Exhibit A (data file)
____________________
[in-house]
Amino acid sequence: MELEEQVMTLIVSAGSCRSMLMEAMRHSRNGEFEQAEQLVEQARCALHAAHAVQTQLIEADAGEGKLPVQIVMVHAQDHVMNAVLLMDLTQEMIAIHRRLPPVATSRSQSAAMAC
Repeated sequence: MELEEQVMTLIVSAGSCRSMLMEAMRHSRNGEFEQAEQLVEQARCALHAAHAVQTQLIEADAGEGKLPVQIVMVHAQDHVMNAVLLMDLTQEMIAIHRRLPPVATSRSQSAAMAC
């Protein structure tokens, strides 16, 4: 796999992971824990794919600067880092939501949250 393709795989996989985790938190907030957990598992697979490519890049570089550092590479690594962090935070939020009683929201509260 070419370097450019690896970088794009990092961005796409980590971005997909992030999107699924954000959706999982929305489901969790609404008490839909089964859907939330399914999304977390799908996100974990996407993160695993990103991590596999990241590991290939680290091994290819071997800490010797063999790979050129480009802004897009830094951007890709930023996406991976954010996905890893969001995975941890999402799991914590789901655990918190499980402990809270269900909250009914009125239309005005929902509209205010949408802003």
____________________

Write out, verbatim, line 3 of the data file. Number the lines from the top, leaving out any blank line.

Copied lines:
Repeated sequence: MELEEQVMTLIVSAGSCRSMLMEAMRHSRNGEFEQAEQLVEQARCALHAAHAVQTQLIEADAGEGKLPVQIVMVHAQDHVMNAVLLMDLTQEMIAIHRRLPPVATSRSQSAAMAC